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Country star Roy Clark, the legendary singer and multi-instrumentalist with an ear-to-ear smile who headlined the hit TV show "Hee Haw" for nearly a quarter century, has died. He was 85.

A rep for the singer told Fox News Clark died on Thursday at his Tulsa, Okla., home due to complications from pneumonia.


Clark was the "Hee Haw" host or co-host for its entire 24-year run, with Buck Owens his best-known co-host. The country music and comedy show's last episode aired in 1993, though reruns continued for a few years thereafter.

"'Hee Haw' won't go away. It brings a smile to too many faces," Clark said in 2004, when the show was distributed on VHS and DVD for the first time.

Clark played the guitar, banjo, fiddle, mandolin, harmonica and other instruments. His skills brought him gigs as a guest performer with many top orchestras, including the Boston Pops. In 1976 he even headlined a tour of the Soviet Union, breaking boundaries that were usually closed to Americans.

And of course, he also was a member of the Grand Ole Opry.

His hits included "The Tips of My Fingers" (1963), "Yesterday When I Was Young" (1969), "Come Live With Me" (1973) and "Honeymoon Feeling" (1974). He was also known for his instrumental versions of "Malaguena," on 12-string guitar, and "Ghost Riders in the Sky."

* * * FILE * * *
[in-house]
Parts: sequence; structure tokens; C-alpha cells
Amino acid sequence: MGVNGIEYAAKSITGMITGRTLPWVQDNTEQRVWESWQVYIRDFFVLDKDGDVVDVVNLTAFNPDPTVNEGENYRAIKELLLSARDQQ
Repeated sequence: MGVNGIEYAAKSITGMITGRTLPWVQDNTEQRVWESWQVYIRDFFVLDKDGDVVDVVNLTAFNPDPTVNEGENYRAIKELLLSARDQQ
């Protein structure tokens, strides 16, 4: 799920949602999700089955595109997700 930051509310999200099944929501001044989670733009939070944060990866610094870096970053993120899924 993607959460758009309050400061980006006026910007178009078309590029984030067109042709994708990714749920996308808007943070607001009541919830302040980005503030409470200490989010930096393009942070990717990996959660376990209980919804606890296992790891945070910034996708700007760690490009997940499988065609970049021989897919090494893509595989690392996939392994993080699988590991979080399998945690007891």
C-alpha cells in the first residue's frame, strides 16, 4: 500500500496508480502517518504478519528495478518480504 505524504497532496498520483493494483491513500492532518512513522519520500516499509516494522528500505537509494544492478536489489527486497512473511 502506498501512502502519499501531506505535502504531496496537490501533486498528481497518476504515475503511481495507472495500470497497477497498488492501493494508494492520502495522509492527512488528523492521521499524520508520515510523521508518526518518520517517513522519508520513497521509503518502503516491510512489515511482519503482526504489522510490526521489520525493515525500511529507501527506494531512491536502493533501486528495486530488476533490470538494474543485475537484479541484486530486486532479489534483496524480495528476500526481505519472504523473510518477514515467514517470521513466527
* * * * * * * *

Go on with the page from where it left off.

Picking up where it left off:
He was inducted into the Country Music Hall of Fame in 2009, and emotionally told the crowd how moving it was "just to be associated yourself with the members of the Country Music Hall of Fame and imagine that your name will be said right along with all the list."

In his 1994 autobiography, "My Life in Spite of Myself," he said "Yesterday, When I Was Young" had "opened a lot of people's eyes not only to what I could do but to the whole fertile and still largely untapped field of country music, from the Glen Campbells and the Kenny Rogerses, right on through to the Garth Brookses and Vince Gills."

Clark was a guest host on "The Tonight Show" several times in the 1960s and 1970s when it was rare for a country performer to land such a role. His fans included not just musicians, but baseball great Mickey Mantle. The Yankees outfielder was moved to tears by "Yesterday When I Was Young" and for years made Clark promise to sing it at his memorial — a request granted after Mantle died in 1995.

 

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